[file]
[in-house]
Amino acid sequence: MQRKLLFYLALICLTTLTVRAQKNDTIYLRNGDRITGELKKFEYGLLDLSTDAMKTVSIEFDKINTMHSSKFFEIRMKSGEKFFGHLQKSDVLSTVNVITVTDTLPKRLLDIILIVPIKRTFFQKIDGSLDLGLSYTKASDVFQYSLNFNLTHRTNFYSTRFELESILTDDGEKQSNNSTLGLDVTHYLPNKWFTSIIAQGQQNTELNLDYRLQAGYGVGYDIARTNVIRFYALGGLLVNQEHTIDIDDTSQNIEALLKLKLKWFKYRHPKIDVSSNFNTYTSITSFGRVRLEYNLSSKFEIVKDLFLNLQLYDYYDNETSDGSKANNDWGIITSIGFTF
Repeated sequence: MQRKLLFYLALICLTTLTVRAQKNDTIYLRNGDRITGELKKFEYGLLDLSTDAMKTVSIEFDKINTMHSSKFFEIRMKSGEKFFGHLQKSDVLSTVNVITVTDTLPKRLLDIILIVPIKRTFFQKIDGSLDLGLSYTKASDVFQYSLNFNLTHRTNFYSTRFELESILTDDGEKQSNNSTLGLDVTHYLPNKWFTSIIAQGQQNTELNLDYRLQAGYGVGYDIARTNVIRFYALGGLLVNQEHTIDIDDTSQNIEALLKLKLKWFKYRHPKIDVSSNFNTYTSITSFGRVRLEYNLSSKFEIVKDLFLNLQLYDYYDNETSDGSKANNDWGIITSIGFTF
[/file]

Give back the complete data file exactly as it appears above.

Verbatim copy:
[in-house]
Amino acid sequence: MQRKLLFYLALICLTTLTVRAQKNDTIYLRNGDRITGELKKFEYGLLDLSTDAMKTVSIEFDKINTMHSSKFFEIRMKSGEKFFGHLQKSDVLSTVNVITVTDTLPKRLLDIILIVPIKRTFFQKIDGSLDLGLSYTKASDVFQYSLNFNLTHRTNFYSTRFELESILTDDGEKQSNNSTLGLDVTHYLPNKWFTSIIAQGQQNTELNLDYRLQAGYGVGYDIARTNVIRFYALGGLLVNQEHTIDIDDTSQNIEALLKLKLKWFKYRHPKIDVSSNFNTYTSITSFGRVRLEYNLSSKFEIVKDLFLNLQLYDYYDNETSDGSKANNDWGIITSIGFTF
Repeated sequence: MQRKLLFYLALICLTTLTVRAQKNDTIYLRNGDRITGELKKFEYGLLDLSTDAMKTVSIEFDKINTMHSSKFFEIRMKSGEKFFGHLQKSDVLSTVNVITVTDTLPKRLLDIILIVPIKRTFFQKIDGSLDLGLSYTKASDVFQYSLNFNLTHRTNFYSTRFELESILTDDGEKQSNNSTLGLDVTHYLPNKWFTSIIAQGQQNTELNLDYRLQAGYGVGYDIARTNVIRFYALGGLLVNQEHTIDIDDTSQNIEALLKLKLKWFKYRHPKIDVSSNFNTYTSITSFGRVRLEYNLSSKFEIVKDLFLNLQLYDYYDNETSDGSKANNDWGIITSIGFTF